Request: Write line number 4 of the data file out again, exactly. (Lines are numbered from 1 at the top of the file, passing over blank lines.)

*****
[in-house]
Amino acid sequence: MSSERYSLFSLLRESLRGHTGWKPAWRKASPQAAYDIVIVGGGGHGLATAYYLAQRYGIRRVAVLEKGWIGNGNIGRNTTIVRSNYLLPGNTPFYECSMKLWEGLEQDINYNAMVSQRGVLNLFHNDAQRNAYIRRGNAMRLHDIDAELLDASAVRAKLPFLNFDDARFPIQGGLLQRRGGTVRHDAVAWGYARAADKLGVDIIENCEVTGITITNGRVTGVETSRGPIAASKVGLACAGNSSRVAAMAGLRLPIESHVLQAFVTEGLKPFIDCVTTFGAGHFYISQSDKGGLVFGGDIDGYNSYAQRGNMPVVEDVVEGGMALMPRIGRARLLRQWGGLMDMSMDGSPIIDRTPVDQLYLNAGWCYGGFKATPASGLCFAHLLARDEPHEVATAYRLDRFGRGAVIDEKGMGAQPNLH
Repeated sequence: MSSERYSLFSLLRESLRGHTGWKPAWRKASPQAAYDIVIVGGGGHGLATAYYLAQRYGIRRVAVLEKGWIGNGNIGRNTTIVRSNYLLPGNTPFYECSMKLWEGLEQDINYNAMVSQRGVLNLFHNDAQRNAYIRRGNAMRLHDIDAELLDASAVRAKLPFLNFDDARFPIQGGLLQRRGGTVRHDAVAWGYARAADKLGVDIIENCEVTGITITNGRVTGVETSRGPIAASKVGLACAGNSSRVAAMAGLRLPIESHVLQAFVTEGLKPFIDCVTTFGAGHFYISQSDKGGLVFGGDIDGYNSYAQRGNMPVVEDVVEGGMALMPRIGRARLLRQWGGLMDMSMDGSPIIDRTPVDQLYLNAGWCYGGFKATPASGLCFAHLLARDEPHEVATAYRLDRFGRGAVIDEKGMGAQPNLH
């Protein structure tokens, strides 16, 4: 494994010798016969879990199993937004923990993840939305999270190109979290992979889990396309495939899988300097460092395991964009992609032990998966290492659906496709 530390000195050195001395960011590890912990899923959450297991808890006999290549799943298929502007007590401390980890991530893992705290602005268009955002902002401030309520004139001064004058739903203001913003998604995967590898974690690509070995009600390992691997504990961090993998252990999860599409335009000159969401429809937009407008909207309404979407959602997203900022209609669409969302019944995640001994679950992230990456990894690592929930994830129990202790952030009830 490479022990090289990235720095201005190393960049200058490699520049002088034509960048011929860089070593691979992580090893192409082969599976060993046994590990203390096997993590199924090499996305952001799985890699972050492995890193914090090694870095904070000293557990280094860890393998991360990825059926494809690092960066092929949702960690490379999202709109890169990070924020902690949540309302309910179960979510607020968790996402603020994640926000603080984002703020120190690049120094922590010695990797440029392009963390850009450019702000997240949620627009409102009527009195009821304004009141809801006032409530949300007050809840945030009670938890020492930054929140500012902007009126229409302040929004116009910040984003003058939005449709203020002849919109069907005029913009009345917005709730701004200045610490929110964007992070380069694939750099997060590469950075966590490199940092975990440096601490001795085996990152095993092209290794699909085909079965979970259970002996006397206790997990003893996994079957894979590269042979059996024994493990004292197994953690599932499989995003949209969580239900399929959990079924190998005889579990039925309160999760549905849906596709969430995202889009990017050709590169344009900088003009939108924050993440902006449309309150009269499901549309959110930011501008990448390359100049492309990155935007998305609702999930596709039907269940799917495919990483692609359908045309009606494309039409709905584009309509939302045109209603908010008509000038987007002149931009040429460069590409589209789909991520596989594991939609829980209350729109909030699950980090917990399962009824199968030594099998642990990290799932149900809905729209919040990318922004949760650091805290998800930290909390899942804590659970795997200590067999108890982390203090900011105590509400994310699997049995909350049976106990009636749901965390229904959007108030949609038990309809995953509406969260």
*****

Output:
């Protein structure tokens, strides 16, 4: 494994010798016969879990199993937004923990993840939305999270190109979290992979889990396309495939899988300097460092395991964009992609032990998966290492659906496709 530390000195050195001395960011590890912990899923959450297991808890006999290549799943298929502007007590401390980890991530893992705290602005268009955002902002401030309520004139001064004058739903203001913003998604995967590898974690690509070995009600390992691997504990961090993998252990999860599409335009000159969401429809937009407008909207309404979407959602997203900022209609669409969302019944995640001994679950992230990456990894690592929930994830129990202790952030009830 490479022990090289990235720095201005190393960049200058490699520049002088034509960048011929860089070593691979992580090893192409082969599976060993046994590990203390096997993590199924090499996305952001799985890699972050492995890193914090090694870095904070000293557990280094860890393998991360990825059926494809690092960066092929949702960690490379999202709109890169990070924020902690949540309302309910179960979510607020968790996402603020994640926000603080984002703020120190690049120094922590010695990797440029392009963390850009450019702000997240949620627009409102009527009195009821304004009141809801006032409530949300007050809840945030009670938890020492930054929140500012902007009126229409302040929004116009910040984003003058939005449709203020002849919109069907005029913009009345917005709730701004200045610490929110964007992070380069694939750099997060590469950075966590490199940092975990440096601490001795085996990152095993092209290794699909085909079965979970259970002996006397206790997990003893996994079957894979590269042979059996024994493990004292197994953690599932499989995003949209969580239900399929959990079924190998005889579990039925309160999760549905849906596709969430995202889009990017050709590169344009900088003009939108924050993440902006449309309150009269499901549309959110930011501008990448390359100049492309990155935007998305609702999930596709039907269940799917495919990483692609359908045309009606494309039409709905584009309509939302045109209603908010008509000038987007002149931009040429460069590409589209789909991520596989594991939609829980209350729109909030699950980090917990399962009824199968030594099998642990990290799932149900809905729209919040990318922004949760650091805290998800930290909390899942804590659970795997200590067999108890982390203090900011105590509400994310699997049995909350049976106990009636749901965390229904959007108030949609038990309809995953509406969260």